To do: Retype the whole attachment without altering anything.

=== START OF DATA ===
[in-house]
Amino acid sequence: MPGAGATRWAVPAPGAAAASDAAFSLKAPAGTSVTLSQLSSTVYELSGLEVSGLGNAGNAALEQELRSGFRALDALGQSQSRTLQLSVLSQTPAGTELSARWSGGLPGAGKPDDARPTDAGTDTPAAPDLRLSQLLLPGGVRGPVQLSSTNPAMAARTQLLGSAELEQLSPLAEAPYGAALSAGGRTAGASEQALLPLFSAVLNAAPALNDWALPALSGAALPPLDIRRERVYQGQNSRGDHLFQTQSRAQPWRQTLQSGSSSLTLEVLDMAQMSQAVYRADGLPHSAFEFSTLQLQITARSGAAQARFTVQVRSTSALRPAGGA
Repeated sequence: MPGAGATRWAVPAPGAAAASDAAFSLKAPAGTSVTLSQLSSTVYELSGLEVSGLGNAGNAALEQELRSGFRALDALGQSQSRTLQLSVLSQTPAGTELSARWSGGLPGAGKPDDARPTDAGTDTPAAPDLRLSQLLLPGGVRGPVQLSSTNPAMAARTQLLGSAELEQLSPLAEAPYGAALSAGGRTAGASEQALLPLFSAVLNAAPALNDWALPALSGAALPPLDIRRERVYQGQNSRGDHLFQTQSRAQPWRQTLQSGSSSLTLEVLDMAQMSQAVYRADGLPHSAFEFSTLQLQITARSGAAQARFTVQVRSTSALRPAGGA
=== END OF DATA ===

[in-house]
Amino acid sequence: MPGAGATRWAVPAPGAAAASDAAFSLKAPAGTSVTLSQLSSTVYELSGLEVSGLGNAGNAALEQELRSGFRALDALGQSQSRTLQLSVLSQTPAGTELSARWSGGLPGAGKPDDARPTDAGTDTPAAPDLRLSQLLLPGGVRGPVQLSSTNPAMAARTQLLGSAELEQLSPLAEAPYGAALSAGGRTAGASEQALLPLFSAVLNAAPALNDWALPALSGAALPPLDIRRERVYQGQNSRGDHLFQTQSRAQPWRQTLQSGSSSLTLEVLDMAQMSQAVYRADGLPHSAFEFSTLQLQITARSGAAQARFTVQVRSTSALRPAGGA
Repeated sequence: MPGAGATRWAVPAPGAAAASDAAFSLKAPAGTSVTLSQLSSTVYELSGLEVSGLGNAGNAALEQELRSGFRALDALGQSQSRTLQLSVLSQTPAGTELSARWSGGLPGAGKPDDARPTDAGTDTPAAPDLRLSQLLLPGGVRGPVQLSSTNPAMAARTQLLGSAELEQLSPLAEAPYGAALSAGGRTAGASEQALLPLFSAVLNAAPALNDWALPALSGAALPPLDIRRERVYQGQNSRGDHLFQTQSRAQPWRQTLQSGSSSLTLEVLDMAQMSQAVYRADGLPHSAFEFSTLQLQITARSGAAQARFTVQVRSTSALRPAGGA